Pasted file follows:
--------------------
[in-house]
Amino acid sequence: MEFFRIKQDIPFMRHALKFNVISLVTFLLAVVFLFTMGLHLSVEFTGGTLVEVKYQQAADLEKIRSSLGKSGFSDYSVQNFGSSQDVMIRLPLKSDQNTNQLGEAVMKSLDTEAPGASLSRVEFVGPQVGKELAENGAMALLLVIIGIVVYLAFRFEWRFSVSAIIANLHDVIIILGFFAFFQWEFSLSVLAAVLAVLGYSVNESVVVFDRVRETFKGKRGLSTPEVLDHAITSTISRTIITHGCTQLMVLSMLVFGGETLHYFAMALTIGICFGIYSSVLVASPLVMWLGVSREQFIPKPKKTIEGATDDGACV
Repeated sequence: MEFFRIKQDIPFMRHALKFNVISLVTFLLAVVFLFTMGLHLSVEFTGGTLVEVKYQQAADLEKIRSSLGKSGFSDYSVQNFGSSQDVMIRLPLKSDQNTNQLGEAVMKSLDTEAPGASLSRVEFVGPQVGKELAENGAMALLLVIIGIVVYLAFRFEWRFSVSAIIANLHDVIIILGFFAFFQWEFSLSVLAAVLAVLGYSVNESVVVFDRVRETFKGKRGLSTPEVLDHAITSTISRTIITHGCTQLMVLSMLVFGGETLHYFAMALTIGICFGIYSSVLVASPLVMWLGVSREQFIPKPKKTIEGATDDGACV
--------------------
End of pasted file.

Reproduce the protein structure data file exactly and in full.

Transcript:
[in-house]
Amino acid sequence: MEFFRIKQDIPFMRHALKFNVISLVTFLLAVVFLFTMGLHLSVEFTGGTLVEVKYQQAADLEKIRSSLGKSGFSDYSVQNFGSSQDVMIRLPLKSDQNTNQLGEAVMKSLDTEAPGASLSRVEFVGPQVGKELAENGAMALLLVIIGIVVYLAFRFEWRFSVSAIIANLHDVIIILGFFAFFQWEFSLSVLAAVLAVLGYSVNESVVVFDRVRETFKGKRGLSTPEVLDHAITSTISRTIITHGCTQLMVLSMLVFGGETLHYFAMALTIGICFGIYSSVLVASPLVMWLGVSREQFIPKPKKTIEGATDDGACV
Repeated sequence: MEFFRIKQDIPFMRHALKFNVISLVTFLLAVVFLFTMGLHLSVEFTGGTLVEVKYQQAADLEKIRSSLGKSGFSDYSVQNFGSSQDVMIRLPLKSDQNTNQLGEAVMKSLDTEAPGASLSRVEFVGPQVGKELAENGAMALLLVIIGIVVYLAFRFEWRFSVSAIIANLHDVIIILGFFAFFQWEFSLSVLAAVLAVLGYSVNESVVVFDRVRETFKGKRGLSTPEVLDHAITSTISRTIITHGCTQLMVLSMLVFGGETLHYFAMALTIGICFGIYSSVLVASPLVMWLGVSREQFIPKPKKTIEGATDDGACV